Zack Burdi, Charlotte (White Sox) RHP: Looks like it only took Zack a couple of months to lap his older brother Nick’s career. That’s not saying much though. The future bullpen ace is already in AAA, and has shown the ability to miss bats in bunches (13.1 K/9), something he was known for at Louisville. The numbers are pretty good across the board actually, particularly when you consider 27 of his career 33 innings have come in AA and AAA. I wouldn’t even be shocked if he threw a few innings for the Southsiders in September.
Cody Sedlock, Aberdeen (Orioles) RHP: Solid results so far in the New York-Penn League. Through 24 innings Sedlock has an ERA of 3.38, a 1.08 WHIP, and a K/9 of 9.4. He profiles as a groundball pitcher with swing and miss ability. Or in other words exactly what I look for in spec pitchers. Sedlock is the second converted pen arm from Illinois in as many years, as Tyler Jay did the same a year prior. We can only hope Sedlock looks as good this time next year as Jay has. Hopefully the O’s don’t botch this one too.
Dane Dunning, Auburn (Nationals) RHP: Converted reliever from national powerhouse Florida, like seemingly all of these college arms, he’s pitched well in the lower levels of the minors. I’m bored, someone pitch poorly so I can rip them. The swing and miss stuff he flashed in the GCL has disappeared in the NYPL, not a shocking development. Dunning projects as a back of the rotation arm.
Cole Ragans, Arizona (Rangers) LHP: Okay, so I got my wish, a first round player getting worked in his first season. He’s a prep arm through, so I wouldn’t write him off yet. If he’s still getting lit up in the AZL two years from now, then we can write him off. So far the young lefty is getting punchouts (9.0), but is getting killed on the walks (7.2). This is a bad sign considering the scouting reports talk about Ragans pitchability and polish over pure stuff.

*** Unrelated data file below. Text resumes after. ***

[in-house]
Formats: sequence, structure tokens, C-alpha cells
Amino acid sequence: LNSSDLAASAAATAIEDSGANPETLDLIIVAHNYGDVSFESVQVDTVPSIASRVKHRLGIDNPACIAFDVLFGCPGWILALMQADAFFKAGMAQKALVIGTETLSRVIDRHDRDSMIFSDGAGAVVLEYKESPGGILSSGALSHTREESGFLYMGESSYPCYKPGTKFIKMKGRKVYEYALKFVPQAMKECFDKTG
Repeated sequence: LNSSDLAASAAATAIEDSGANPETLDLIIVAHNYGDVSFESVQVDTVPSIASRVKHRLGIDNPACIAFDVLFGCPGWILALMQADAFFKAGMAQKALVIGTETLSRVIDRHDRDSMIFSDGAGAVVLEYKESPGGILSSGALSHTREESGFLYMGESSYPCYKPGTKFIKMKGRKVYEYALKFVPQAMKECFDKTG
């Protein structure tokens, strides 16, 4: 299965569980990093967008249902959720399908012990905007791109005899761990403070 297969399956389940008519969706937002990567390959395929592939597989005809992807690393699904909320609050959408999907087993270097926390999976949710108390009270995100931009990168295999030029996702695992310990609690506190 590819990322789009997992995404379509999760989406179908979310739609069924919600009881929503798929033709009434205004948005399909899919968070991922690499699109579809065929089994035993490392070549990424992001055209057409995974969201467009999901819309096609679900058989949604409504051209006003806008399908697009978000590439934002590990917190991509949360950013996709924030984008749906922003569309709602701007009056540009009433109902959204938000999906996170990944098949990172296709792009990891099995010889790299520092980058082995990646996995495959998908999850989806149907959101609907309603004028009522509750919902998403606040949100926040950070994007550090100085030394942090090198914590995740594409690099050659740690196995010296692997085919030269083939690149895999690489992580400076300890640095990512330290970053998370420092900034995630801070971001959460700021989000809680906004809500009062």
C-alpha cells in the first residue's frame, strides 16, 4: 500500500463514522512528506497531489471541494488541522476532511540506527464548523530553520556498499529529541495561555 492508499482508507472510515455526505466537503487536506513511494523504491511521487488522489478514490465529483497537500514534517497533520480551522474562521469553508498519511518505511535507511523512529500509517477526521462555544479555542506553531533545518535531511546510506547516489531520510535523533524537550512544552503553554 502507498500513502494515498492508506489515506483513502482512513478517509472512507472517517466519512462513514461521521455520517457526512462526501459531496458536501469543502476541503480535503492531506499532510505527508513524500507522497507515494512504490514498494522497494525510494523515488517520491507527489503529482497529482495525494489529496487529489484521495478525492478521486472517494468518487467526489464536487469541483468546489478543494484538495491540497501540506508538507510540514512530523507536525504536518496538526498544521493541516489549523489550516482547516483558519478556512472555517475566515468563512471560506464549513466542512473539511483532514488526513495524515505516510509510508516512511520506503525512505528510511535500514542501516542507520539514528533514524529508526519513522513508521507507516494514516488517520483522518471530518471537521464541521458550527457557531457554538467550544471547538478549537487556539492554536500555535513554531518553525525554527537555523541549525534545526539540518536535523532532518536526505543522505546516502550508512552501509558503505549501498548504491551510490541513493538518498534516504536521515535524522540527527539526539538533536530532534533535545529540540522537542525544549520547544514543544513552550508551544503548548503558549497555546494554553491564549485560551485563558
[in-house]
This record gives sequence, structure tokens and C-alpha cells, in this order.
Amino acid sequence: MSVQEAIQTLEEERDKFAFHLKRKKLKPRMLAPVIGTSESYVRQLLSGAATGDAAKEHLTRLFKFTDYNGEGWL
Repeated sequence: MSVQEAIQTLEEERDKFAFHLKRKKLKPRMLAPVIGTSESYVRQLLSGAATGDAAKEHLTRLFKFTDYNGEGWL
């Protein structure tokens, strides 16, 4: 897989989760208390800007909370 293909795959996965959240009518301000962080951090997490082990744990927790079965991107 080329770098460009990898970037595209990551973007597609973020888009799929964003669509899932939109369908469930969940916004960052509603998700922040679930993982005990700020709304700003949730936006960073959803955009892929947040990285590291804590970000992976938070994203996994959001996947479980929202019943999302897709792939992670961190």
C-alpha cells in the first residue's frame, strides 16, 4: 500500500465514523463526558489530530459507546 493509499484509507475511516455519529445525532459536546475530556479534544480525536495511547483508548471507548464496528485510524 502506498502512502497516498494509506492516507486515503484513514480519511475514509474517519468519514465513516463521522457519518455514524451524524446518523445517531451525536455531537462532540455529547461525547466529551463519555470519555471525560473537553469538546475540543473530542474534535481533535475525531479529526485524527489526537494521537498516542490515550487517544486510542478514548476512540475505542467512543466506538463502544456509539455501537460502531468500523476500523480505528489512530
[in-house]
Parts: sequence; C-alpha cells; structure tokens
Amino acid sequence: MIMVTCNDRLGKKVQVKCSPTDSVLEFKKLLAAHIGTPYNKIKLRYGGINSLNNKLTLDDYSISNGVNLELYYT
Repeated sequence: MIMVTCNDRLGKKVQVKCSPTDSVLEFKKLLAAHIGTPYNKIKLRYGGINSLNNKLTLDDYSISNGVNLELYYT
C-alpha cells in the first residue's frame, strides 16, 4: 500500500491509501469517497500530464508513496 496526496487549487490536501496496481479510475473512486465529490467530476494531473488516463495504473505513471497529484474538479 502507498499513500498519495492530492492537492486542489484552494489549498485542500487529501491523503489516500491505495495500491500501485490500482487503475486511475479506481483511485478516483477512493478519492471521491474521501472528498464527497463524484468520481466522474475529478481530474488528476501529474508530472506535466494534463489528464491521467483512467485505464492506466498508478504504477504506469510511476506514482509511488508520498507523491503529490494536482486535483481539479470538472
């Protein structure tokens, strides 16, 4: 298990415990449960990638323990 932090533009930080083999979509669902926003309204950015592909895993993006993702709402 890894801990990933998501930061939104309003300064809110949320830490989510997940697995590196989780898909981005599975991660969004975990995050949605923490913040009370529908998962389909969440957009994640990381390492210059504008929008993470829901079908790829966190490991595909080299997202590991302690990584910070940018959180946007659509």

Anthony Kay, Mets LHP: When your comps start and end with “Poor man’s Mark Buehrle” I tend to get the burning sensation in my nether regions of blah….Why would a poor man want a Mark Buehrle anyway? Does he have soup? Kay’s yet to pitch this season due to elbow worries. Is he jumping up your draft boards yet?
Will Smith, Rancho Cucamonga (Dodgers) C: Wait there’s two of these guys? A better real life prospect than fantasy prospect, Smith’s bat has been solid, though unspectacular so far. He’s already reached hi-A Rancho for what it’s worth. Oh yeah nothing…. Wait? How many Will Smith’s are there in California now? That’s reason enough to stay on the East Coast.
Dakota Hudson, Palm Beach (Cardinals) RHP: One of my favorite picks of the first round, Hudson when it’s all said and done might be one of the top 5 arms to come out of this draft. A tall righty with a funky crouching windup, Hudson has pitched convincingly across two levels of the low minors. Another fast mover, he’s already reached hi-A Palm Beach of the Florida State League. So far he’s using his mid 90’s fastball and plus-plus slider/cutter to strikeout batters at a high rate. Dropping a real funky K/9 of 13.8, granted it’s only been 10 innings, and he’s had some serious control issues since touching the FSL.
Taylor Trammell, Billings (Reds) OF: One of the best fantasy prospects in the draft, Trammell is a raw athletic type with plus-plus speed and untapped power. One of the most exciting players of a top notch Reds draft class. At Billings of the rookie level Pioneer League, Trammell has looked great slashing .303/.376/.414 with 22 steals and a homer in 53 games. The speed is already a weapon, and he’s hit well for someone who was considered raw with the bat.
Jordan Sheffield, Great Lakes (Dodgers) RHP: Brother of recently acquired Yankees farmhand Justus, Jordan was a star at Vanderbilt. 6 starts into his pro career Sheffield has been okay, getting punchouts but struggling with walks.
Joey Wentz, Danville (Braves) LHP: One of the biggest steals of the first 40 picks, Wentz is a high upside lefty who’s shown well for a prep arm in his first stint in proball. The swing and miss stuff is as good as advertised with a 11.1 K/9 through 39 innings.